You should also always use Wi-Fi instead of cellular data whenever possible too, as that offers a more stable connection and will stop all that battery-abusing searching for a signal.
- Turn off app notifications
Some apps will spam you with pointless news. How many of the notifications you get do you actually want to see? In most cases, very few.
Every one of them is sucking down some battery life, so cut them off at the source. Go to settings > notification center and tap on any apps you don’t want notifications from. Then choose ‘none’ under the alert style, and turn ‘badge icon’ and ‘sounds’ off.
Use WiFi wherever possible, turn off notifications and check your settings
- Change display settings
Your display is costly to power, so you want it to shut down quickly when you aren’t using it.
Go to Settings > General > Auto-lock and see if you can live with a shorter time before the screen auto-locks.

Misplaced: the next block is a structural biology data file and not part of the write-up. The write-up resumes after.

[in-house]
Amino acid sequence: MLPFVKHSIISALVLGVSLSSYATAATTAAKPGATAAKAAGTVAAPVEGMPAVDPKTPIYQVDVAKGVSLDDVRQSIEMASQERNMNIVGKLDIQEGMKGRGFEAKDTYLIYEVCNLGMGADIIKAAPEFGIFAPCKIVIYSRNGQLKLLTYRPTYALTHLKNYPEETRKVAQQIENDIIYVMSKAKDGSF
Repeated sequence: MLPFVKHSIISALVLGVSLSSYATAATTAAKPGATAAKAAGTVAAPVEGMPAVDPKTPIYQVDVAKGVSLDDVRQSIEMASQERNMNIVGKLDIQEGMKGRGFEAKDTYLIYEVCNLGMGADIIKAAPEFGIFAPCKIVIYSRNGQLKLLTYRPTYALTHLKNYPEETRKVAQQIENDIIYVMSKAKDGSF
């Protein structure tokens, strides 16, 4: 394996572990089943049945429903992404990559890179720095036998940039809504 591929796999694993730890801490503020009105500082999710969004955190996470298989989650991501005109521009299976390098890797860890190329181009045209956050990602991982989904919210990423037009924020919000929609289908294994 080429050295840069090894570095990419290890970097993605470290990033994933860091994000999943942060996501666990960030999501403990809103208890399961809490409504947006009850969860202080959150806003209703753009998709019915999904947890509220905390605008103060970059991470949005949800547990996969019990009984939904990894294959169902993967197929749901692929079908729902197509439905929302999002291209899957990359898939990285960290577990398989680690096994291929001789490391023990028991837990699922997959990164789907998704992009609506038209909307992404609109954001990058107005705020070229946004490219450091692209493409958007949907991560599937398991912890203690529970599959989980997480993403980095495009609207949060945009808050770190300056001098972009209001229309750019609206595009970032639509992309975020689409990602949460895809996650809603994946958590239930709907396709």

You should also head to Settings > Wallpaper & brightness and turn ‘Auto-brightness’ off to save some battery. Set the brightness as low as you can and only adjust it up when needed and you’ll save a decent chunk of power – although this might mean you can’t always see your phone screen in direct sunlight.
- Stop the animations
You don’t need dynamic backgrounds and parallax, ‘3D’ effects. They’re fun but they’re munching your power. Pick a static image or a favourite photo in Settings > Wallpapers & Brightness, then choose ‘Wallpaper’ and turn ‘Reduce Motion’ on in Settings > General > Accessibility.
- Reduce background refreshing
People imagine that swiping apps closed in the multitasking menu is saving power, but you really need to be taking a look in Settings > General > Background App refresh to really make a difference.